Food and Drug Administration Financial Management Officer is relieved of liability for improper payments disbursed by imprest fund cashiers because he implemented and maintained an adequate system of controls which could have detected the improper payments earlier had the system not been hampered by personnel problems. The improper payments in this case were fraudulently obtained by a former FDA employee who submitted falsified travel vouchers and advance of funds applications. Relief is granted. Jeter was arrested on January 27. She was sentenced on July 1. No restitution was ordered during her sentencing and the FDA has no prospects of recouping the funds from her. The supervisory disbursing official in those name the Parklawn HQIF was held.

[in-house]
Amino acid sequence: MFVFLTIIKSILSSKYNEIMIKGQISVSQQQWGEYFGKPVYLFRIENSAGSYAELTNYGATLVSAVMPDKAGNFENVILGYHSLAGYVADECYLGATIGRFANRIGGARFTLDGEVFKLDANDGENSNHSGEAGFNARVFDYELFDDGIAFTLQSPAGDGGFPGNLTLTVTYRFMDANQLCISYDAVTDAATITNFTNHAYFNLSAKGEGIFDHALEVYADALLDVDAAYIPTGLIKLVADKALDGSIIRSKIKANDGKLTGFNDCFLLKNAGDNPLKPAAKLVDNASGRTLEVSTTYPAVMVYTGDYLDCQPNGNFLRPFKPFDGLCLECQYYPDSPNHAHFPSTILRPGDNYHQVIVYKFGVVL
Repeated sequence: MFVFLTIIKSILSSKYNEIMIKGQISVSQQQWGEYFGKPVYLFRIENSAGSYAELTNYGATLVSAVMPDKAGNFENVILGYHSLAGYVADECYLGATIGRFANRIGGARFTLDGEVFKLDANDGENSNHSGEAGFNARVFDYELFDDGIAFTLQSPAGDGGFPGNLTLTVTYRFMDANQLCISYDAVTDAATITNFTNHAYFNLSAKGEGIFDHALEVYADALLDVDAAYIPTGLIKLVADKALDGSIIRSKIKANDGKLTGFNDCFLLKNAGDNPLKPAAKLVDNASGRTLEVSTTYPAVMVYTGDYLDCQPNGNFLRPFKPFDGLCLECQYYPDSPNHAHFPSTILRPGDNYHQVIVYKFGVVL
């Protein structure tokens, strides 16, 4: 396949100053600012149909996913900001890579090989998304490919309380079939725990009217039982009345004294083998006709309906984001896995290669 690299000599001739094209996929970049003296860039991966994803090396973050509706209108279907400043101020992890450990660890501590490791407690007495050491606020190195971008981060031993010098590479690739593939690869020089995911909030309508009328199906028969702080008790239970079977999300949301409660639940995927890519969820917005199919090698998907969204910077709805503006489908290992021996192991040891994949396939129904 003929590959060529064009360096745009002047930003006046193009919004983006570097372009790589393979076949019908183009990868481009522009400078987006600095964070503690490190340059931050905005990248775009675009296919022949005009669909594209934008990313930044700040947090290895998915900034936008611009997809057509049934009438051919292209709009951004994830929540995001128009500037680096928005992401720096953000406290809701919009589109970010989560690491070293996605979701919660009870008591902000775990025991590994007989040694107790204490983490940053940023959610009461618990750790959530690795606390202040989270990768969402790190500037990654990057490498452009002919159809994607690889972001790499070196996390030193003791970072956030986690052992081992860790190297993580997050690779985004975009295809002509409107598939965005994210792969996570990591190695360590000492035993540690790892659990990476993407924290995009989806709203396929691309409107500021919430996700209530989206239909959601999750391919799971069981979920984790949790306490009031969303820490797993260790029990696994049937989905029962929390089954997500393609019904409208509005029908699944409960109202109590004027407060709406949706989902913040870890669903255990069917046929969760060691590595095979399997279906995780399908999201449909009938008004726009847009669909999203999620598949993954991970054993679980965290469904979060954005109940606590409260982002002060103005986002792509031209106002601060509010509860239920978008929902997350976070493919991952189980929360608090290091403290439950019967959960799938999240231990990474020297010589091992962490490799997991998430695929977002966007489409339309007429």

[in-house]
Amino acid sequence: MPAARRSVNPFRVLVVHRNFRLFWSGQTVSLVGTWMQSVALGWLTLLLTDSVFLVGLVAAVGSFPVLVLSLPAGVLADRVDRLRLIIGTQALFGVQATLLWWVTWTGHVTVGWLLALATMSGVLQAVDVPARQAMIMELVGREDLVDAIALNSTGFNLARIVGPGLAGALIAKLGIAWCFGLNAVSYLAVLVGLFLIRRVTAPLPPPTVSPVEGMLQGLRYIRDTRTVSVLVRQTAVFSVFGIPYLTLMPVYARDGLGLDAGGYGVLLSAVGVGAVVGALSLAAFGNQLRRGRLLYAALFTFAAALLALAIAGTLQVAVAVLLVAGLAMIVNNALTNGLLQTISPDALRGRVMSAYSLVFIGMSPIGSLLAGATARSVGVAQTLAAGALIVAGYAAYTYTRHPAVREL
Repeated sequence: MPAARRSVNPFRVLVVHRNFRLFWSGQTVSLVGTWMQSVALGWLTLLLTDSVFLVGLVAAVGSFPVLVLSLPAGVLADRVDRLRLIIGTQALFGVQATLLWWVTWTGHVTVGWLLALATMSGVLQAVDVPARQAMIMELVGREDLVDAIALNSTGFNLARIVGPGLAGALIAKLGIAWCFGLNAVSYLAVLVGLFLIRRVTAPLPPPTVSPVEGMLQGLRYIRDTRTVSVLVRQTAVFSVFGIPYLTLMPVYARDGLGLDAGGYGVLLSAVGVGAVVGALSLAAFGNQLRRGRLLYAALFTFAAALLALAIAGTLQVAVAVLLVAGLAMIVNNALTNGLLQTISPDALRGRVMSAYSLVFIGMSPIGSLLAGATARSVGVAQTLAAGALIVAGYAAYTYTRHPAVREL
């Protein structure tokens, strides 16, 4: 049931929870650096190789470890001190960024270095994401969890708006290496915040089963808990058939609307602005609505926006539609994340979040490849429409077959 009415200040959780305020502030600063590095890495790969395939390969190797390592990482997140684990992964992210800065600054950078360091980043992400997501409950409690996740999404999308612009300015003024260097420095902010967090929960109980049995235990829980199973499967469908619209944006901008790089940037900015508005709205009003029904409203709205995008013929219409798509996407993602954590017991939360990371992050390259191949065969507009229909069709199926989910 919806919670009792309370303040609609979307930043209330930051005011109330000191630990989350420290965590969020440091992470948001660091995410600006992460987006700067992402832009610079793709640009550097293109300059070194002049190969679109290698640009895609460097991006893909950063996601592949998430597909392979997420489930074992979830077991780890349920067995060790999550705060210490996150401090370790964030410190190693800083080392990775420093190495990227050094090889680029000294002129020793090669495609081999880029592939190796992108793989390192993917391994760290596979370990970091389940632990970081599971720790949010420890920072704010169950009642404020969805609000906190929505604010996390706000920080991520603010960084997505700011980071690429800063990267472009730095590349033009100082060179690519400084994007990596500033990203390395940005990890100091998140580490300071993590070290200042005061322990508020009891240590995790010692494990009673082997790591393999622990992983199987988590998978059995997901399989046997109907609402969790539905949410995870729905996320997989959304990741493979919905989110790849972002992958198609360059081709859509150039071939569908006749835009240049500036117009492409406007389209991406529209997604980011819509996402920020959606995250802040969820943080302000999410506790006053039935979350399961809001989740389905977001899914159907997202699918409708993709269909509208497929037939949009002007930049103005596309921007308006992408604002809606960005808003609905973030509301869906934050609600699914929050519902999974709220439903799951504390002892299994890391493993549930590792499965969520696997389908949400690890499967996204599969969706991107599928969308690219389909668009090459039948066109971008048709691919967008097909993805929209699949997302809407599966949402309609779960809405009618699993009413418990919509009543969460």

B-255042.2 July 17, 1995
Food and Drug Administration Financial Management Officer is relieved of liability for improper payments disbursed by imprest fund cashiers because he implemented and maintained an adequate system of controls which could have detected the improper payments earlier had the system not been hampered by personnel problems. The improper payments in this case were fraudulently obtained by a former FDA employee who submitted falsified travel vouchers and advance of funds applications.
Mr. George Strader Deputy Assistant Secretary for Finance Department of Health and Human Services
Dear Mr. Strader:
This responds to your request, dated December 15, 1994, that we relieve Mr. Frank Claunts, Financial Management Officer, Division of Financial Management (DFM), Food and Drug Administration (FDA), Department of Health and Human Services (HHS), from liability for $25,559 in fraudulent payments disbursed by the Parklawn Headquarters Imprest Fund (HQIF). For reasons stated below, relief is granted.